Without such a strategy, there is no way to assess the effectiveness of energy policies, nor is there a coherent framework for the development of new energy technologies. The results of this neglect have included oil-driven recessions, environmental degradation, trade deficits, national security problems, increasing CO2 emissions, and a deficit in energy innovation.

We recommend the creation of a congressionally mandated Energy Strategy Board charged with (1) developing and monitoring a National Energy Plan for Congress and the executive branch, and (2) oversight of a New Energy Challenge Program (see Recommendation 5). The board should be external to the U.S. government, should include experts in energy technologies and associated markets, and should be politically neutral.

Recommendation 2: Invest $16 billion per year in clean energy innovation

In order to maintain America’s competitive edge and keep our economy strong, the United States needs sizable, sustained investments in clean energy innovation. We believe that $16 billion per year – an increase of $11 billion over current annual investments of about $5 billion – is the minimum level required.

This funding should be set with multi-year commitments, managed according to well-defined performance goals, focused on technologies that can achieve significant scale, and be freed from political interference and earmarking.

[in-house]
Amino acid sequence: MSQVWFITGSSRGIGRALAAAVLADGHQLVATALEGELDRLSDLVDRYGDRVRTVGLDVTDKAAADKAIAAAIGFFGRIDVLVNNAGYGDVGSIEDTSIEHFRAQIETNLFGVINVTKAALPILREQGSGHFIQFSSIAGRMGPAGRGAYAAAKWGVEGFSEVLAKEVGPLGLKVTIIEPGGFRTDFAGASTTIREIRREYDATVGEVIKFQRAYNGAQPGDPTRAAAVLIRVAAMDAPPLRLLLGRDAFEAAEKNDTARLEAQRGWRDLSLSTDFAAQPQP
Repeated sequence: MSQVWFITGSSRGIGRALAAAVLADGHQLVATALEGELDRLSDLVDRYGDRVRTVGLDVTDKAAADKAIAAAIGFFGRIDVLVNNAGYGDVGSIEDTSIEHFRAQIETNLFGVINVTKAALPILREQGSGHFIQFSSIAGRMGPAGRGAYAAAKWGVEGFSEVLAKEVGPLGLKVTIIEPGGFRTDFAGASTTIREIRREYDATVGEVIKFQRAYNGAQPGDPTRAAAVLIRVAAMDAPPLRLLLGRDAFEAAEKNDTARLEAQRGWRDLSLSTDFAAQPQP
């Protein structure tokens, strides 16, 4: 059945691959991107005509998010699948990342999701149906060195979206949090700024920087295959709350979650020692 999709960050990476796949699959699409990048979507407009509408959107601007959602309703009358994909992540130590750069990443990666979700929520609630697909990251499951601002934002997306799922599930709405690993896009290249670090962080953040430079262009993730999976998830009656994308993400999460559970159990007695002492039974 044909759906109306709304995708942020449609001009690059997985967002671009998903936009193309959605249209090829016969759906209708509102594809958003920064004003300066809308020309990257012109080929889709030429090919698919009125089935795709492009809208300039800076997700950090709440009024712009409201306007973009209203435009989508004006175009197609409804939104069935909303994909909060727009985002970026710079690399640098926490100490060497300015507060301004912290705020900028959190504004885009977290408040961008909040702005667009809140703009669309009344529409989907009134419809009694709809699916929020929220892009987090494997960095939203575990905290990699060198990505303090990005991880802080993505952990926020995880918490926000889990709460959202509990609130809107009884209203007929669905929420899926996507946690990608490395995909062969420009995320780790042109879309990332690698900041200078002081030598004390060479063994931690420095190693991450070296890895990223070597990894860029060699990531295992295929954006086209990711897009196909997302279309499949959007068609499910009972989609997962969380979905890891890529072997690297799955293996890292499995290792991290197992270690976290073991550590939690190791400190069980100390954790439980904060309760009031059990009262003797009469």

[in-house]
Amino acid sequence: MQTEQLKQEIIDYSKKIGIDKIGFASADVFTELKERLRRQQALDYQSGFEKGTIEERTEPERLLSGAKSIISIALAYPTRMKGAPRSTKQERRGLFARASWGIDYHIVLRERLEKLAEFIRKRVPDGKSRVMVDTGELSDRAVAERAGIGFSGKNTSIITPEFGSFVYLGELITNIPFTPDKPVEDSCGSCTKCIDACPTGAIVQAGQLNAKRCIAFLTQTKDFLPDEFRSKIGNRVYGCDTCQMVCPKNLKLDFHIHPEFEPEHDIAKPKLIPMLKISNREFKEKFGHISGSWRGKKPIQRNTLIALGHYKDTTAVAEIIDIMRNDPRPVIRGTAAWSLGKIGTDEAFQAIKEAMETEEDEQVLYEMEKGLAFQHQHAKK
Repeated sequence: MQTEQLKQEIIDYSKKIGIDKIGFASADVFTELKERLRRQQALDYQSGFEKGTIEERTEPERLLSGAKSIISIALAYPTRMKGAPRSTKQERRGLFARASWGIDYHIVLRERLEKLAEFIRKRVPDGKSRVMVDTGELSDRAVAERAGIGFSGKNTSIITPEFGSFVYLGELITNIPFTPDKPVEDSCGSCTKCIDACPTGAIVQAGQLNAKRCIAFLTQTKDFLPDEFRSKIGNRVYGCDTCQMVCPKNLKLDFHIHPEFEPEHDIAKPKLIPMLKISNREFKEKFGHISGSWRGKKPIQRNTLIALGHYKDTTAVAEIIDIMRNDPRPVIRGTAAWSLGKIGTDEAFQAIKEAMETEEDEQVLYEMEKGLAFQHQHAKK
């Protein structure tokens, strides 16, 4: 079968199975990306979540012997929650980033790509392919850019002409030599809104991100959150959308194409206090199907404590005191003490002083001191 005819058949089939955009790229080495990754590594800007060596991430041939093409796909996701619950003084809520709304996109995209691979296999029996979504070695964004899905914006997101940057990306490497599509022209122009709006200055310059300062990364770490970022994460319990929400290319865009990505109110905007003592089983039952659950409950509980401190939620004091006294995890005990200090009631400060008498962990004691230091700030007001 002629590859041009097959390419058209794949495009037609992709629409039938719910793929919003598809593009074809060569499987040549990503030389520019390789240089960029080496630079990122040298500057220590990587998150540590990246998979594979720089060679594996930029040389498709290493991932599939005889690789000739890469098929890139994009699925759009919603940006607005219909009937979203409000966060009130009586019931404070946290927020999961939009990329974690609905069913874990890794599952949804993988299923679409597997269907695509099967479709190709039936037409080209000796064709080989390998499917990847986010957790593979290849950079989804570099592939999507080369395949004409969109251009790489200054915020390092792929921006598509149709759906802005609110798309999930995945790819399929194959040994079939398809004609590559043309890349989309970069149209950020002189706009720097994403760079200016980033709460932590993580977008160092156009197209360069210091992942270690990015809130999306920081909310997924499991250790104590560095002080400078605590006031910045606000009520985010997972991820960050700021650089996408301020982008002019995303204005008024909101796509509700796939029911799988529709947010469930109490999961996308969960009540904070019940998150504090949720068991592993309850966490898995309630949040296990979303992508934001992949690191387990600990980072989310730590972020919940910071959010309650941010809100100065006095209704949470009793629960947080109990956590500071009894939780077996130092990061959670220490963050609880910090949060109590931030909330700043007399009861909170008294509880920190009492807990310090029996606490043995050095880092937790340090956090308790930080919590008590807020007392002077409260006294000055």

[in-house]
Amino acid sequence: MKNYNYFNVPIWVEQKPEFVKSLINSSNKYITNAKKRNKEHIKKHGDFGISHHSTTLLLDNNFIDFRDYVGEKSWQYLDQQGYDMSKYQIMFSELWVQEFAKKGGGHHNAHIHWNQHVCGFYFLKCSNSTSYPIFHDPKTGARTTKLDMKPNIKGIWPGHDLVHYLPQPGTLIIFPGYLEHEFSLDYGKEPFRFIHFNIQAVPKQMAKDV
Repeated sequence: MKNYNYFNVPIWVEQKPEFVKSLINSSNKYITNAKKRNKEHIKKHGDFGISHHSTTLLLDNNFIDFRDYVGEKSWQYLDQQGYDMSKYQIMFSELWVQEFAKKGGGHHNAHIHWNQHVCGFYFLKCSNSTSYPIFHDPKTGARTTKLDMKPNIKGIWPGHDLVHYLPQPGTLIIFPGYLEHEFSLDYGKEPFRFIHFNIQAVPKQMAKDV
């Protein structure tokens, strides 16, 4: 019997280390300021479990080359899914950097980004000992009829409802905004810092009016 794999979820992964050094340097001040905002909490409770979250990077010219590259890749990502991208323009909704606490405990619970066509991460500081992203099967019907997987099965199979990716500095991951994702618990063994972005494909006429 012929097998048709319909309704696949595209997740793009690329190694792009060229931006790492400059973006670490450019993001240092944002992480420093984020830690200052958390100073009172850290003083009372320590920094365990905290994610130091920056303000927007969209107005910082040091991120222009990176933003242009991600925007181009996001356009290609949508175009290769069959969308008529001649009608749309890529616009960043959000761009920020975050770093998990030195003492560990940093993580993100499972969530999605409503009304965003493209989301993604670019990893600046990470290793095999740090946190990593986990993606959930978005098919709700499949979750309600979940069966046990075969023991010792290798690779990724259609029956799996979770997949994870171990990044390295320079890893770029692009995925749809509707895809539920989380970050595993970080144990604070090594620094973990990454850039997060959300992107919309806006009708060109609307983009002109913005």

If Recommendation 2 is not adopted, our other recommendations will not matter much. Reliance on incrementalism will not do the job.

This $16 billion figure covers all of the recommendations we make in this report.

Recommendation 3: Create Centers of Excellence with strong domain expertise

Technology innovation requires expensive equipment, well-trained scientists, multi-year time horizons and flexibility in allocating funds. This can be done most efficiently and effectively if the institutions engaged in innovation are located in close proximity to each other, share operational objectives and are accountable to each other for results.

Resources should not be spread thinly across many institutions working on the same problem. To provide the above attributes to the energy industry, we recommend the creation of national Centers of Excellence in energy innovation. The Department of Energy’s newly created Energy Innovation Hubs are a good start at such centers, but are not sufficiently funded to achieve the desired results.